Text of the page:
Mendelssohn scholar R. Larry Todd speculates convincingly that Mendelssohn not only represented additional aspects of Goethe’s dream sequence in the Scherzo—an orchestra of crickets, frogs, flies, mosquitos, and even a bagpipe blowing soap bubbles—but that other movements, too, may contain inspirations from Faust. He cites the first movement’s flamboyant, “Faustian” first violin part, with its bold soaring and tumbling opening, and the grandiose proportions of the movement as a whole. The archaic, lamenting quality of the slow movement perhaps reflects the cathedral scene before the Walpurgis Night, when the guilt-ridden Gretchen attends a church service and faints. And it may be that the fugal finale represents the struggle between Faust and Mephistopheles for Gretchen’s soul, which would also help to explain the reference to “And He shall reign for ever and ever” from the Hallelujah Chorus of Handel’s Messiah.

Speculations aside, the first movement shows the kind of mastery of sonata form that enabled the composer to use it flexibly. In the recapitulation he felt free to bring back ideas in a different order and his coda shows the kind of developmental thinking that Beethoven liked to impart to his codas.

The soulful Andante, ostensibly in C minor, spends most of its time ingeniously avoiding that key. Mendelssohn’s modulations spin out effortlessly and eventually leave the listener in F minor rather in the home key. The second theme captivates with its slowly cascading chains of thirds, which impart a sense of yearning through beautiful suspensions.

Mendelssohn’s inspiration for his celebrated Scherzo has been mentioned, but we should also note that the music poured from his pen as a complete thought. Only this movement of the four shows no crossings-out, revisions, or afterthoughts in the manuscript. Instead of using a traditional scherzo-trio-scherzo form he opted for a miniature sonata form, with the development section breaking out in seven-part imitation that anticipates the fugal finale. Mendelssohn himself noted that the Scherzo almost always elicited an encore. He later bowed to its popularity by adding wind parts and substituting it for the minuet of his First Symphony for a performance in London, a practice that was often repeated.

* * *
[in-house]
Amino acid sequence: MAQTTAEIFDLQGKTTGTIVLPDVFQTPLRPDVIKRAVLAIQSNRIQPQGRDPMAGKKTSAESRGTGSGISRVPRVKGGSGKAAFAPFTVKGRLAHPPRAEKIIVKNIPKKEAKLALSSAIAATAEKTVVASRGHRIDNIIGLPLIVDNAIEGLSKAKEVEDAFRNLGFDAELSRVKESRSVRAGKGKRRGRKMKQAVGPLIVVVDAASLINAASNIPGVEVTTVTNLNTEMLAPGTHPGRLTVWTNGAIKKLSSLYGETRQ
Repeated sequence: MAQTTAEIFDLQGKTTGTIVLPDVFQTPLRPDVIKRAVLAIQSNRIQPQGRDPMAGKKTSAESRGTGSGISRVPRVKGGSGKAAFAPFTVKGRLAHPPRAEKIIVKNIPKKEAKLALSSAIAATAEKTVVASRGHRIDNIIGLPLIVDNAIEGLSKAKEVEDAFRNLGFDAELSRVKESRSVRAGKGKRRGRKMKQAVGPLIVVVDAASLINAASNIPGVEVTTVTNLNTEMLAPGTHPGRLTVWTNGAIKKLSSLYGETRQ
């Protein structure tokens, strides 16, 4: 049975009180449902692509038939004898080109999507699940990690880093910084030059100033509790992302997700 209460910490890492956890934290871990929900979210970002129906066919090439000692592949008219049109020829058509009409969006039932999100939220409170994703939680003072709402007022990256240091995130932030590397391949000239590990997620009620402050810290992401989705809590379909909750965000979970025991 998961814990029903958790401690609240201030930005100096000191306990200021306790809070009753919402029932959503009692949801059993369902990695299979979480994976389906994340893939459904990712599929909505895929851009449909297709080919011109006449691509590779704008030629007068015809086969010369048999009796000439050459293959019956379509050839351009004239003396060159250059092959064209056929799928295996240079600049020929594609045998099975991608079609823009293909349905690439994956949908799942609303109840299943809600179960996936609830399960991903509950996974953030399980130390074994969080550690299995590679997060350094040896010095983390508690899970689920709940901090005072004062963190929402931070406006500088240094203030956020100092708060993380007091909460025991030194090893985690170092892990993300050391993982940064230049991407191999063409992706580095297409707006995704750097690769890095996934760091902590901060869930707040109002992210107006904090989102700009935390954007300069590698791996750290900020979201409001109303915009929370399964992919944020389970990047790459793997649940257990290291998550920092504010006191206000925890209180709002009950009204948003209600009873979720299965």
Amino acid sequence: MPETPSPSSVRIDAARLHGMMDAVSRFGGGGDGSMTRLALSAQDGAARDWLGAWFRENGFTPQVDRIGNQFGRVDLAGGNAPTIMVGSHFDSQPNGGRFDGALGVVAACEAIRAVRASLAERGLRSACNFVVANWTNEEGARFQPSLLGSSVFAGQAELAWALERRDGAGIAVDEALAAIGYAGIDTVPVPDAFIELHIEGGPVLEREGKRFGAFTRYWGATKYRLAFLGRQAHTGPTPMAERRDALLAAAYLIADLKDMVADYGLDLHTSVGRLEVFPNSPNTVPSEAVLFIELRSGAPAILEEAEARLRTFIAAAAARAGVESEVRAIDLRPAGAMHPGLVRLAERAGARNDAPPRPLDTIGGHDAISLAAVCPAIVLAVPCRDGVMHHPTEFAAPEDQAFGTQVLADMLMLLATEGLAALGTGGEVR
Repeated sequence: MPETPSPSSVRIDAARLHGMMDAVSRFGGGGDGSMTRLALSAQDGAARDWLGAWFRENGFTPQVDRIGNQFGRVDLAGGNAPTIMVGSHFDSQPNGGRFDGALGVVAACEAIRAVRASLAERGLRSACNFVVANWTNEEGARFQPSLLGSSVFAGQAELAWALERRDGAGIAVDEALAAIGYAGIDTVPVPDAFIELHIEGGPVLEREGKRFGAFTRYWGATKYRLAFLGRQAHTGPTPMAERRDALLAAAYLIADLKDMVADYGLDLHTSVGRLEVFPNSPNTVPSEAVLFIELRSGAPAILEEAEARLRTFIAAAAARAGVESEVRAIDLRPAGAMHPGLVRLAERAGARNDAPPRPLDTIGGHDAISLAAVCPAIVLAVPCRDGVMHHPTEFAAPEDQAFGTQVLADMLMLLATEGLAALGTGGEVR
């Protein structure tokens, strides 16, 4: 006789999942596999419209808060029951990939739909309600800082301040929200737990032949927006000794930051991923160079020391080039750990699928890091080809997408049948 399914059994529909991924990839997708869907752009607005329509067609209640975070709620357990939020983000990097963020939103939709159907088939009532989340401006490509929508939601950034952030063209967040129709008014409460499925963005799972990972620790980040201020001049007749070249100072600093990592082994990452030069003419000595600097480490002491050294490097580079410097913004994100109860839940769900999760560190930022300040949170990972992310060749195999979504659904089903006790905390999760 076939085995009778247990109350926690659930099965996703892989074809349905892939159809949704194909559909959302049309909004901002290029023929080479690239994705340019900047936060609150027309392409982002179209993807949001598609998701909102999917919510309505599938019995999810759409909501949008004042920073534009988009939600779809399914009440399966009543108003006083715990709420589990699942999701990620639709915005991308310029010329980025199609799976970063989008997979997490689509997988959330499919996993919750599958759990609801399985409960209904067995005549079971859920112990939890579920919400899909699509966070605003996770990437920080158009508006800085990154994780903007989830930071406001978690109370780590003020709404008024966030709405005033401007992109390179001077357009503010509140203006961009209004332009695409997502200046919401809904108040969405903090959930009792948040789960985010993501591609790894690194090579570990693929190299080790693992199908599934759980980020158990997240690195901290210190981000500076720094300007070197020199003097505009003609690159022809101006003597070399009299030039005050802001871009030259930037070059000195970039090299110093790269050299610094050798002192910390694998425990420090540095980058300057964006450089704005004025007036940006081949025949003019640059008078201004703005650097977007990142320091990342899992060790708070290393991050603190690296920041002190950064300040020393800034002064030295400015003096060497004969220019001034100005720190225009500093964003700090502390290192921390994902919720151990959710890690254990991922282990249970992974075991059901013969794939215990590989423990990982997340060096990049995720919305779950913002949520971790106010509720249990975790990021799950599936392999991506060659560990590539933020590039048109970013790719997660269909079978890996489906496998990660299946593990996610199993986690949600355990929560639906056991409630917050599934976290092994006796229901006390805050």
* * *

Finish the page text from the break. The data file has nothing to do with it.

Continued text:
The finale begins with a touch of humor as the second cello in its lowest register presents an energetic solo line, which soon blossoms into a cheerful eight-voice fugue. Mendelssohn offers the perfect foil to this contrapuntal complexity with a powerful second theme in fortissimo octaves. His inspired mix of sonata and rondo form, infused by fugal sections surely had its roots in Mozart’s celebrated Jupiter Symphony finale. Bows to two of his other predecessors occur in the development (middle episode)—first the Handel reference noted above, then a nod to Beethoven’s Fifth Symphony as he cleverly recalls the Scherzo just before the recapitulation. Throughout one can only marvel at the deft contrapuntal handling of the eight individual voices by the sixteen-year-old.

The Octet, whose inspiration and effectiveness Mendelssohn may have recaptured but never surpassed, retained a lofty place in his affections. He later called it “my favorite of all my compositions,” nostalgically recalling that “I had the most beautiful time writing it.”

© Jane Vial Jaffe